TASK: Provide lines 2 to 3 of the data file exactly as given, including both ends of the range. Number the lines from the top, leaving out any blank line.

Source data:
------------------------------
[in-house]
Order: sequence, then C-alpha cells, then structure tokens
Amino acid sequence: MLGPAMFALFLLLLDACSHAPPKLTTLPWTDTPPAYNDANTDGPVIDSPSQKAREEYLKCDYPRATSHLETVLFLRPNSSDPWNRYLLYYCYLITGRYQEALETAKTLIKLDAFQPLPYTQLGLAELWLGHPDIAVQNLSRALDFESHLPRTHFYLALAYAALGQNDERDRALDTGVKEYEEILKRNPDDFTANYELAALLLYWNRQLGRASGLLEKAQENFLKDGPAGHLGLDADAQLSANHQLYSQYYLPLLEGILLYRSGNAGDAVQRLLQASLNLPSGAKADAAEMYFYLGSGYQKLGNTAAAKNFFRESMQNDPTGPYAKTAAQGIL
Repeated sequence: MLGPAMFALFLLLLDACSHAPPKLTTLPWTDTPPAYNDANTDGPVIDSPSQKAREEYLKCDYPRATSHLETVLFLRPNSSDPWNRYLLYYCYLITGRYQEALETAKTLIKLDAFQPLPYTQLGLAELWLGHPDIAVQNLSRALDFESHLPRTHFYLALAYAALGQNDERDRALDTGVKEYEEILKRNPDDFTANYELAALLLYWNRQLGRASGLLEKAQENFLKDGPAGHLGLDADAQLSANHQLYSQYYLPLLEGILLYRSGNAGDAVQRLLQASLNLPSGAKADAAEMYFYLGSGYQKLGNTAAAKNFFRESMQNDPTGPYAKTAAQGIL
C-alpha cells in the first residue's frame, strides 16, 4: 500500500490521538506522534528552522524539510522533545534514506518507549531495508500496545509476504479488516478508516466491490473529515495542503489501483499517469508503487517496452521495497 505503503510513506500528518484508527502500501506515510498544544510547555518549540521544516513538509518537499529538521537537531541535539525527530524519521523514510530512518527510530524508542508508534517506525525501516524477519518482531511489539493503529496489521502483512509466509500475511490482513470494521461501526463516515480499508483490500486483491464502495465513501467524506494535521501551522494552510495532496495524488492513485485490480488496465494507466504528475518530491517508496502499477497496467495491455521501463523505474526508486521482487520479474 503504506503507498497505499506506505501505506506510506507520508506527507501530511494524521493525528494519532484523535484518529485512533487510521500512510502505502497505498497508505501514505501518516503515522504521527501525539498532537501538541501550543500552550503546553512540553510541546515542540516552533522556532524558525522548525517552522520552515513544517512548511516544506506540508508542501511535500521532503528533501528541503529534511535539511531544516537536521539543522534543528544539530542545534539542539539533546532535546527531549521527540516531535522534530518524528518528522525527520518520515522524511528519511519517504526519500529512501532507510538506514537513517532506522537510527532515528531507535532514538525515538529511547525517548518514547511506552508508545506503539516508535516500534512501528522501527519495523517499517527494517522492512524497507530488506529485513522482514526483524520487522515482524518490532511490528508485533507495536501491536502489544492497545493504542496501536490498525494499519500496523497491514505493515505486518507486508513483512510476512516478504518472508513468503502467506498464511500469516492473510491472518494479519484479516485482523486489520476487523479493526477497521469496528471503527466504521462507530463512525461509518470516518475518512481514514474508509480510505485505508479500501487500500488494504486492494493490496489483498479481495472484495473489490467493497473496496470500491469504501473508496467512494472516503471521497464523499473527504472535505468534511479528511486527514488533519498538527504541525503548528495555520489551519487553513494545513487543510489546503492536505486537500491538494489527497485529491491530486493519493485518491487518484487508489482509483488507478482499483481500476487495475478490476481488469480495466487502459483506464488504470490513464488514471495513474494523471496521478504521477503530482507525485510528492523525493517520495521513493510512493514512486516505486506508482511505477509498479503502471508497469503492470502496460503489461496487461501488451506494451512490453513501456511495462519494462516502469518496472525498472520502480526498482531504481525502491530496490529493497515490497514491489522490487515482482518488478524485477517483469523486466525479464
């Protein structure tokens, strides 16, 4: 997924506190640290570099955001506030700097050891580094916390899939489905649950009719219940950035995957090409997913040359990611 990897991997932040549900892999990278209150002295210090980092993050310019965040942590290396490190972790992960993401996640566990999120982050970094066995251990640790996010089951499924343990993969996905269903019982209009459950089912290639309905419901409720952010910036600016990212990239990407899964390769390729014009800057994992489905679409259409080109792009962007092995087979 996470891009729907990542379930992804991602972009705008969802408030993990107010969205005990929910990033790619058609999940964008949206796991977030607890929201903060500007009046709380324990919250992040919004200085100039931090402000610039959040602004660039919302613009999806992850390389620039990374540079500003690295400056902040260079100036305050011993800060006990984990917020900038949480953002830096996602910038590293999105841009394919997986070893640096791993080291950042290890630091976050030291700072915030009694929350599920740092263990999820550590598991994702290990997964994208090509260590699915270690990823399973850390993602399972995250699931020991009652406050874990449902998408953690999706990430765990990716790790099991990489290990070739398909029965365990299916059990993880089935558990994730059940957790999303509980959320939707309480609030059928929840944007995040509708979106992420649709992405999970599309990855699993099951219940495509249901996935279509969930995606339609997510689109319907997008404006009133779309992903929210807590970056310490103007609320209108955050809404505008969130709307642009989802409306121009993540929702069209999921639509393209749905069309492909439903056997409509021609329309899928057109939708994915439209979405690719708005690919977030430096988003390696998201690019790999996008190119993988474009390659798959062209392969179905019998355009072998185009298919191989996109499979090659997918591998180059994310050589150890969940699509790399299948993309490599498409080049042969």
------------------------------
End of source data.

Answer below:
Order: sequence, then C-alpha cells, then structure tokens
Amino acid sequence: MLGPAMFALFLLLLDACSHAPPKLTTLPWTDTPPAYNDANTDGPVIDSPSQKAREEYLKCDYPRATSHLETVLFLRPNSSDPWNRYLLYYCYLITGRYQEALETAKTLIKLDAFQPLPYTQLGLAELWLGHPDIAVQNLSRALDFESHLPRTHFYLALAYAALGQNDERDRALDTGVKEYEEILKRNPDDFTANYELAALLLYWNRQLGRASGLLEKAQENFLKDGPAGHLGLDADAQLSANHQLYSQYYLPLLEGILLYRSGNAGDAVQRLLQASLNLPSGAKADAAEMYFYLGSGYQKLGNTAAAKNFFRESMQNDPTGPYAKTAAQGIL